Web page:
Culture of the Fork
Culture of the Fork
A Brief History of Everyday Food and Haute Cuisine in Europe
Columbia University Press, Hardcover, 9780231121507, 224pp.
Publication Date: October 17, 2001
We know where he went, what he wrote, and even what he wore, but what in the world did Christopher Columbus eat? The Renaissance and the age of discovery introduced Europeans to exotic cultures, mores, manners, and ideas. Along with the cross-cultural exchange of Old and New World, East and West, came new foodstuffs, preparations, and flavors. That kitchen revolution led to the development of new utensils and table manners. Some of the impact is still felt--and tasted--today.
Giovanni Rebora has crafted an elegant and accessible history filled with fascinating information and illustrations. He discusses the availability of resources, how people kept from starving in the winter, how they farmed, how tastes developed and changed, what the lower classes ate, and what the aristocracy enjoyed.
The book is divided into brief chapters covering the history of bread, soups, stuffed pastas, the use of salt, cheese, meat, fish, fruits and vegetables, the arrival of butter, the quest for sugar, new world foods, setting the table, and beverages, including wine and tea. A special appendix, "A Meal with Columbus," includes a mini-anthology of recipes from the countries where he lived: Italy, Portugal, Spain, and England.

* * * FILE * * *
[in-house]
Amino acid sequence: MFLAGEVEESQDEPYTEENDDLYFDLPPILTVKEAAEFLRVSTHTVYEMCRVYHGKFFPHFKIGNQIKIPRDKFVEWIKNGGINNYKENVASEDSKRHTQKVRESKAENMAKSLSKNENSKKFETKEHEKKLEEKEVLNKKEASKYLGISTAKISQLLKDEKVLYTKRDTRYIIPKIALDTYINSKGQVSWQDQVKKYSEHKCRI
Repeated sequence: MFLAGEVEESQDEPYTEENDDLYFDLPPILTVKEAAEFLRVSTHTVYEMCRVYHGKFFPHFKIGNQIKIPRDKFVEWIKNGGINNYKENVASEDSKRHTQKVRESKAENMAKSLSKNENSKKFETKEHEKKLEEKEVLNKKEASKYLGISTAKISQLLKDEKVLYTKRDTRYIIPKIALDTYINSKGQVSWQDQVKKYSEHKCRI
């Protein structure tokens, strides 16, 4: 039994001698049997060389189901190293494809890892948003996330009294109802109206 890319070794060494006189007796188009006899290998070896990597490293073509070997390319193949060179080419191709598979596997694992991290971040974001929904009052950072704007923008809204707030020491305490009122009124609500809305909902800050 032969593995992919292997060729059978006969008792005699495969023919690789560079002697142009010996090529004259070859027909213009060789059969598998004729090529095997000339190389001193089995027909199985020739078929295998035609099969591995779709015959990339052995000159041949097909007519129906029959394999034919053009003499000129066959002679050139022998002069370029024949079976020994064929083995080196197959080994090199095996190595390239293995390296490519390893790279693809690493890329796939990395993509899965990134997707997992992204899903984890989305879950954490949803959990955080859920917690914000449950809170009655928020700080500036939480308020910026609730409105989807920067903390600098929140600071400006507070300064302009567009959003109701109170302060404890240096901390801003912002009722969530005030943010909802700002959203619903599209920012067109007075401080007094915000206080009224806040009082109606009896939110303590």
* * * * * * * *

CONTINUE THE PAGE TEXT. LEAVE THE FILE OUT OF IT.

Entertaining and enlightening, "Culture of the Fork" will interest scholars of history and gastronomy--and everyone who eats.
Massimo Montanari is professor of medieval history and history of food at the University of Bologna. He has achieved wide recognition for his many searching and thoroughly researched studies of culinary traditions. Since 1979 he has authored and coauthored more than a dozen books, including "Italian Cuisine: A Cultural History" (Columbia), "Food: A Culinary History" (Columbia), "Famine and Plenty: The History of Food in Europe," and the recent "Bologna la Grassa,"
Albert Sonnenfeld, longtime professor of Romance languages and literature at Princeton and Chevalier Professor of French/Italian at the University of Southern California, is series editor for Columbia University Press's Arts and Traditions of the Table: Perspectives on Culinary History, which has published his translations of Giovanni Rebora's "Culture of the Fork" and Jean-Louis Flandrin and Massimo Montanari's "Food: A Culinary History,"